The clips are old and yellowed, but they bear the datelines of athletic history: Oslo, St. Moritz, St. Anton, Austria, Cortina d'Ampezzo, Italy. And the stories they tell are of Olympic triumphs by two American woman, triumphs long ago, and apparently by some, long forgotten.

"Housewife Wins First U.S. Ski Medal," headlined the dispatch of Feb. 5, 1948, from St. Moritz, Switzerland. "A pretty western housewife, her pigtails flying, plummeted down a zig-zag Alpine snow course today to accomplish something no American had ever done before her--win a medal in an Olympic skiing event against Europe's masters," wrote Ted Smits of the Associated Press.

"Mrs. Gretchen Fraser, the 28-year-old Vancouver, Wash., star . . . scored her unprecedented personal triumph by placing second in the women's Alpine combined ski test, in which she was edged out of first place by Trude Beiser of Austria by the nearly invisible margin of 37 one-hundredths of a point."

Four years later, Ted Smits was filing from the Oslo Olympics and on Feb. 14, 1952, he wrote this story: "America's 19-year-old wizard of the flashing skis (writers got away with a lot in 1948), Mrs. Andrea Mead Lawrence, sped to victory in the women's giant slalom today to send the United States off to a roaring start in the sixth winter Olympic games.

"It was the first gold medal of these famous snow and ice games and it topped off America's greatest Olympic ski showing in history."

Four days later, Smits filed this report from the Oslo games: "America's 19-year-old ski queen, Andrea Mead Lawrence, picked herself out of the snow after a jarring tumble in the Olympic slalom today and staged an incredible comeback to win her second gold medal of the winter games.

"The victory--believed impossible after the daring Rutland, Vt., housewife skidded and fell on the first of two runs down Rodkleiva's hazardous slope --climaxed the greatest showing in history for a United States ski team in the Olympics.

"The tall, slender New Englander became the first American skier, man or woman, to win two Olympic titles and she established herself as the world's greatest in her specialty."

What brings this Olympic history lesson to mind was a lead filed from Lake Tahoe, Calif., that appeared in the Sports section of this newspaper yesterday. "Jimmie Heuga was 20 years old when he won an Olympic bronze medal on a snow-covered Austrian alp. It was 1964 and the United States had never before won an Olympic medal in skiing. Heuga and teammate Billy Kidd, who earned a silver medal on the same slalom course at Innsbruck, gave America its first international claim to mountains in winter."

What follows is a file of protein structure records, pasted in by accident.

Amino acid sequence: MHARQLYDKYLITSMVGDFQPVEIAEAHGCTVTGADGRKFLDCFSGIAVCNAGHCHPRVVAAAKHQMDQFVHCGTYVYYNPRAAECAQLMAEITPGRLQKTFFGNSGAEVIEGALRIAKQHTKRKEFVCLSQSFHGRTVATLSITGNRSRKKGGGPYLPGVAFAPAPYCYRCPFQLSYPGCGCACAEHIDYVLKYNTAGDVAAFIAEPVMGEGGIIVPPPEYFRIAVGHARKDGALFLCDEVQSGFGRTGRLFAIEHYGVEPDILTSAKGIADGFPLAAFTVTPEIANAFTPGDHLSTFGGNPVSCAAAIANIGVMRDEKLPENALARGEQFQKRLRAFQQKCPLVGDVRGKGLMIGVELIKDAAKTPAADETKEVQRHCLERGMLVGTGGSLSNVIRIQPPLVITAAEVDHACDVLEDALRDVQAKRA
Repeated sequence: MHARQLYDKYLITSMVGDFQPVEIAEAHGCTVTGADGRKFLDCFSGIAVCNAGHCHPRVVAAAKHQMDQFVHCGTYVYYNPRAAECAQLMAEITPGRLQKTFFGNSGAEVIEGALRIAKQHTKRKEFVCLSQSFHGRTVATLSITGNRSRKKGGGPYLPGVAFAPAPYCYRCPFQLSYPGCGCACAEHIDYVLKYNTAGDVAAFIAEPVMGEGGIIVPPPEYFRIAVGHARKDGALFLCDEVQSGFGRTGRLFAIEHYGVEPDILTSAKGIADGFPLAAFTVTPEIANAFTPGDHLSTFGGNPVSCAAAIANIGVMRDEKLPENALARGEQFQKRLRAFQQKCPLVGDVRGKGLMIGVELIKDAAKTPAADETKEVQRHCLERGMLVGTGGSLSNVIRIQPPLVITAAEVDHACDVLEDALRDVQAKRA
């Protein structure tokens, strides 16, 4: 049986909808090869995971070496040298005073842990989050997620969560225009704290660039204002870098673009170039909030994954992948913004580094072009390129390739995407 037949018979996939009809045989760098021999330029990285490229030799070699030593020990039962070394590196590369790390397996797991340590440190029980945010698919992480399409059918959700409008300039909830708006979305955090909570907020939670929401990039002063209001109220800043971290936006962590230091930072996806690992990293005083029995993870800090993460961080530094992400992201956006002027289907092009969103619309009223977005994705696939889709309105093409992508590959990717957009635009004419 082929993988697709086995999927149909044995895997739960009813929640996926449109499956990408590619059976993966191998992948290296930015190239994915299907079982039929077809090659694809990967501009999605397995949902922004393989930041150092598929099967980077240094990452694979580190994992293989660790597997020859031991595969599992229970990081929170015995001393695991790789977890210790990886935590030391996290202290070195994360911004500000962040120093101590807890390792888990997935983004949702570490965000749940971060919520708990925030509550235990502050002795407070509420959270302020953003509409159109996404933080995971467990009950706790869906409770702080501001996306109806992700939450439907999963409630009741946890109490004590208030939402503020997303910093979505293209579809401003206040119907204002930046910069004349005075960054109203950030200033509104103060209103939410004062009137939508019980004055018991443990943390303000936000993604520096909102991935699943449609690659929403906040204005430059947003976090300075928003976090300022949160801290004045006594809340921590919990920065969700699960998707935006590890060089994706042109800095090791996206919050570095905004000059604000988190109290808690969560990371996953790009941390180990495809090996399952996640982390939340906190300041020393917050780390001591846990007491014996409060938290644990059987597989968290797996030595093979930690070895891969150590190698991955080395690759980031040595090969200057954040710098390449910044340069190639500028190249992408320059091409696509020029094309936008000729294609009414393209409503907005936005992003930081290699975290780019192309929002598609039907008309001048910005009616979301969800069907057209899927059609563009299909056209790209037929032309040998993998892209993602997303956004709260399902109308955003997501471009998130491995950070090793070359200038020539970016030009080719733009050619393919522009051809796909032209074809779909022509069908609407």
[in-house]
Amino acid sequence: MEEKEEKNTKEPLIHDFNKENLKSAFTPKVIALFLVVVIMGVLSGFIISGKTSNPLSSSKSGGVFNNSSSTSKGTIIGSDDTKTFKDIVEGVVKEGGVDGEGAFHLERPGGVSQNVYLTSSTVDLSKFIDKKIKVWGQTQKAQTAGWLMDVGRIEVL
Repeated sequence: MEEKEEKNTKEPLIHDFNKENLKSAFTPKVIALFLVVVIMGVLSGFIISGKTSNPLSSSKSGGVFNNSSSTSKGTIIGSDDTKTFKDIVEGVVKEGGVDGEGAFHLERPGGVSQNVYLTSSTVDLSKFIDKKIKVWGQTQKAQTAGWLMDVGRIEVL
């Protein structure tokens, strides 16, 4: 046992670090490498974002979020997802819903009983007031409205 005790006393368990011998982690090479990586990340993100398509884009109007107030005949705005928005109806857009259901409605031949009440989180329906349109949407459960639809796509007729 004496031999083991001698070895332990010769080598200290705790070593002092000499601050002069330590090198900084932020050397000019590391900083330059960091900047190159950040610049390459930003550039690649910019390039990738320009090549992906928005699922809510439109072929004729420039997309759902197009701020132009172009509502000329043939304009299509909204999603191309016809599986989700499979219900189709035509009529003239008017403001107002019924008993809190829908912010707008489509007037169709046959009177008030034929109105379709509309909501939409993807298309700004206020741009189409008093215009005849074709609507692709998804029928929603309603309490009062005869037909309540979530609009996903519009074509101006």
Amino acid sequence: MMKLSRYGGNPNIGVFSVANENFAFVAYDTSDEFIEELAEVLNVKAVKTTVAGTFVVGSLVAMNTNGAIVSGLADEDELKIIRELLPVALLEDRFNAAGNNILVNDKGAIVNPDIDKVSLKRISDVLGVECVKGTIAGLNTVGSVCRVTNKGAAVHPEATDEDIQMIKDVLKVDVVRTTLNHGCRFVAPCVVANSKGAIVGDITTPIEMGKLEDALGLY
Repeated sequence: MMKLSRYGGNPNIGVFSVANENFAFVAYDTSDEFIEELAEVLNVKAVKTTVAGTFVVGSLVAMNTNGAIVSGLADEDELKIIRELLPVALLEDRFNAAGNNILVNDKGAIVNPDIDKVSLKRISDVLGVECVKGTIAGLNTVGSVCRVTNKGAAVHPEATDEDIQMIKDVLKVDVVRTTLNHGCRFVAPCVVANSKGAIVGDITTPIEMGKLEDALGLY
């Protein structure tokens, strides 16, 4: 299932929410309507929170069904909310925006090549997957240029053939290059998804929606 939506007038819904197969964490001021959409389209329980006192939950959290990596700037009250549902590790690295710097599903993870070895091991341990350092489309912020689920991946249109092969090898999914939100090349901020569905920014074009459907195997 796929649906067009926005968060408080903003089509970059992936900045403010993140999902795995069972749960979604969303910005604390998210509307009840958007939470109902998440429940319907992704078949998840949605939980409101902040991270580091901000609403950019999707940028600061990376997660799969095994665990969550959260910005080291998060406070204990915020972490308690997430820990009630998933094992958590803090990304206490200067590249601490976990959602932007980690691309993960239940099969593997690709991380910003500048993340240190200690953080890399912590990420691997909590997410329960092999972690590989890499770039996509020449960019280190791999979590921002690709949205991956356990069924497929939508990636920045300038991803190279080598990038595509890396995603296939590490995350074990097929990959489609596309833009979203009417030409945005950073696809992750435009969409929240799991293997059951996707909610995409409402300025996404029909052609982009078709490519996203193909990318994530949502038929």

"It goes on constantly," said Gretchen Fraser yesterday from her home in Sun Valley, Idaho, suggesting that the fault lies more with sports history, which has obscured women's achievements, than with individual writers.

"They were only the first men. I was the first woman when I won the silver in 1948. Two days later, I won the gold medal. That was the first gold medal in skiing an American won. No American man has won a gold medal yet."

Why does it happen? "I don't know," she says. "I suppose it was the fact it was done in 1948. It always amazes me they don't do their homework and do it more accurately." One writer, she says, described her as having produced two children and gone into oblivion. This is Gretchen Fraser's oblivion:

She has spent 27 years on the board of a rehabilitation center, she started the first amputee ski club in the United States, she has 2,700 hours of airplane pilot-command time and does things like instrument landings. She shows her own horses and spent six years on the U.S. equestrian team's board and has been active in financing junior skiing, which is the level that produces Olympic teams.

"I play in a few golf tournaments. I still fly and I fish and I still ride horses," she says, "but I'm 63 now."

Fraser thinks her accomplishments may be overlooked, in part, because skiing, including women's skiing, takes "much greater precedence in Europe." Her accomplishments are also overlooked, undoubtedly, because women's sports have never received the kind of attention men's have.

"It's forgotten," she says of the women's gold medals. The males get credit for "firsts" that they don't deserve and the women who were the first to win Olympic medals in skiing get written out of history.

Gentlemen, give them a break.